The FGA demonstrated adequate individual item-to-total score consistency. From this property of item homogeneity, we determined that all items appear to be measuring the same construct—functional gait performance. The items displaying the lowest correlations with total FGA scores (items 7, 8, and 10) would appear to provide useful functional information to the clinician despite their apparent lack of homogeneity with the main construct. Because of this apparent utility, these items will be kept in the analysis pending further evaluation from future clinical studies.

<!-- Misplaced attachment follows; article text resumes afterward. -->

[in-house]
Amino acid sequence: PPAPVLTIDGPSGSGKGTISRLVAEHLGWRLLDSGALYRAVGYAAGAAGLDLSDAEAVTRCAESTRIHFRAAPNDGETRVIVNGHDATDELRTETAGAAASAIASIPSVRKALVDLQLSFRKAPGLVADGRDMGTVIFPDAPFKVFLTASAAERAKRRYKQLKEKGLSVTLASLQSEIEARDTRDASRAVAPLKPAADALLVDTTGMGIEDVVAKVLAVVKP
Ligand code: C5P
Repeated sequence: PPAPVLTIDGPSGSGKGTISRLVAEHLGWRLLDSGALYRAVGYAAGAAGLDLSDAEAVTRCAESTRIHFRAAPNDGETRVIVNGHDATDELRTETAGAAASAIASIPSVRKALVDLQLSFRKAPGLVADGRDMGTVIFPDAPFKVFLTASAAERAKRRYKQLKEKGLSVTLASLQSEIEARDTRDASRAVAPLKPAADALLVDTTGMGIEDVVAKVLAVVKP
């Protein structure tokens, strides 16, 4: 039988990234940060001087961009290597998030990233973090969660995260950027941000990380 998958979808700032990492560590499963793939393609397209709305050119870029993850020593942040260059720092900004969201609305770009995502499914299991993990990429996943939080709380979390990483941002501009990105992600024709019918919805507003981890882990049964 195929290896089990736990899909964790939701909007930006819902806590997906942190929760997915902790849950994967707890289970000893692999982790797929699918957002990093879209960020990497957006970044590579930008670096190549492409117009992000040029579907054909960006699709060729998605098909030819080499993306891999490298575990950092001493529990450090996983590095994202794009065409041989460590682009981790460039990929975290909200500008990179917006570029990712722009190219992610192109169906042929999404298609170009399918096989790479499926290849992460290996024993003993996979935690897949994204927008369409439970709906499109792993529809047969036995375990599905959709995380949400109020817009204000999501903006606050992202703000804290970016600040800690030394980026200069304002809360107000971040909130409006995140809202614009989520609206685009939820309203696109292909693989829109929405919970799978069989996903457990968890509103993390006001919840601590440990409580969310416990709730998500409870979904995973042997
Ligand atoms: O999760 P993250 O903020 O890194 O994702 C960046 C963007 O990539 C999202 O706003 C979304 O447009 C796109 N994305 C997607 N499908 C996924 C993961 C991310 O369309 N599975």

Results of the principal component analysis for the FGA support the notion that functional performance of gait activities is composed of 3 separate dimensions. A minimum of 70% of the variation for 8 items was accounted for by the 3 factors. Further study is warranted with diverse subpopulations before the homogeneity of FGA test items can be conclusively determined.

The final point to be made regarding the principal component analysis is the problem of factor interpretation. Items 7, 8, and 10 are strongly associated with dimensions that are separate from items 1 through 6 and 9. Ideally, it should be possible to identify the basis for these dimensional distinctions. Items 7, 8, and 10 represent a greater degree of functional difficulty. This is consistent with the intent in test development to reduce the ceiling effect often seen with the DGI. The difficulty in explaining the factors underlying the FGA from this small preliminary sample warrants future study with diverse populations.